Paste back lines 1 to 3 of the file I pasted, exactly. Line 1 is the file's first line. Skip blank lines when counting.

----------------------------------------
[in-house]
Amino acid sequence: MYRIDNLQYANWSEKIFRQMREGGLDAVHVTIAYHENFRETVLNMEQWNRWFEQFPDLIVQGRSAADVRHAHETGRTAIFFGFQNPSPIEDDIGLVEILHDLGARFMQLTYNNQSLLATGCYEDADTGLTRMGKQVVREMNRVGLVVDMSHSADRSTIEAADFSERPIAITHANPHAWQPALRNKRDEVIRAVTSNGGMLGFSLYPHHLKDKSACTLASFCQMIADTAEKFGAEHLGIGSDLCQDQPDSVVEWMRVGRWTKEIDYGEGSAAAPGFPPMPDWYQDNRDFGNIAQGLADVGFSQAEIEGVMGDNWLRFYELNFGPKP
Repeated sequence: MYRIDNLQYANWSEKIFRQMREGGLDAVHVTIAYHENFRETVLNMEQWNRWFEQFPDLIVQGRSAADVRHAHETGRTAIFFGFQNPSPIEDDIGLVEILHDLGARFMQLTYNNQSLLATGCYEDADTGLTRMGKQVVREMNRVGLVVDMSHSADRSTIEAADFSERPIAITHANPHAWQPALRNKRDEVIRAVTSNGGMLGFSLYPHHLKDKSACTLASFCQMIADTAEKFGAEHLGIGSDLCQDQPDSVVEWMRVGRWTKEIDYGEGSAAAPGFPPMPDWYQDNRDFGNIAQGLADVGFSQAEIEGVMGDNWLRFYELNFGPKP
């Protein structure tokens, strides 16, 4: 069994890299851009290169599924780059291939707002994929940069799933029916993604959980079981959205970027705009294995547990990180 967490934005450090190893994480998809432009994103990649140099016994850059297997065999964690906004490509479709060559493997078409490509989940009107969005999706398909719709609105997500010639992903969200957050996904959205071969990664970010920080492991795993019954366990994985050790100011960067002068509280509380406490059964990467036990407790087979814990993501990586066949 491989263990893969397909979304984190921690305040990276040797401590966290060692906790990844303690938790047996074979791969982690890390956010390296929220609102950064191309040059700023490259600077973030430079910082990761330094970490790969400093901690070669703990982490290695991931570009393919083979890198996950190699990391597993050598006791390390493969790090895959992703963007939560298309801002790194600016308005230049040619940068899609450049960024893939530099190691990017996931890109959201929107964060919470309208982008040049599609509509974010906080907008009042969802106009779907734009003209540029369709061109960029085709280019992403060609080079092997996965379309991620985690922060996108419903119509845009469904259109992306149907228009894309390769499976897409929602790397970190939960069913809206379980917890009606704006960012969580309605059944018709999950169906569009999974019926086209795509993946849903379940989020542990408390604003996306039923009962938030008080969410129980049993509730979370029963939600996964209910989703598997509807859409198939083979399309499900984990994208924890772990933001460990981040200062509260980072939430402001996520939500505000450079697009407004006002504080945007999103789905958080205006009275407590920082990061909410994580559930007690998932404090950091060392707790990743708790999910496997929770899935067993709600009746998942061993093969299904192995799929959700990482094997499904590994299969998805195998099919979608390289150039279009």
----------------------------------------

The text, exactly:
[in-house]
Amino acid sequence: MYRIDNLQYANWSEKIFRQMREGGLDAVHVTIAYHENFRETVLNMEQWNRWFEQFPDLIVQGRSAADVRHAHETGRTAIFFGFQNPSPIEDDIGLVEILHDLGARFMQLTYNNQSLLATGCYEDADTGLTRMGKQVVREMNRVGLVVDMSHSADRSTIEAADFSERPIAITHANPHAWQPALRNKRDEVIRAVTSNGGMLGFSLYPHHLKDKSACTLASFCQMIADTAEKFGAEHLGIGSDLCQDQPDSVVEWMRVGRWTKEIDYGEGSAAAPGFPPMPDWYQDNRDFGNIAQGLADVGFSQAEIEGVMGDNWLRFYELNFGPKP
Repeated sequence: MYRIDNLQYANWSEKIFRQMREGGLDAVHVTIAYHENFRETVLNMEQWNRWFEQFPDLIVQGRSAADVRHAHETGRTAIFFGFQNPSPIEDDIGLVEILHDLGARFMQLTYNNQSLLATGCYEDADTGLTRMGKQVVREMNRVGLVVDMSHSADRSTIEAADFSERPIAITHANPHAWQPALRNKRDEVIRAVTSNGGMLGFSLYPHHLKDKSACTLASFCQMIADTAEKFGAEHLGIGSDLCQDQPDSVVEWMRVGRWTKEIDYGEGSAAAPGFPPMPDWYQDNRDFGNIAQGLADVGFSQAEIEGVMGDNWLRFYELNFGPKP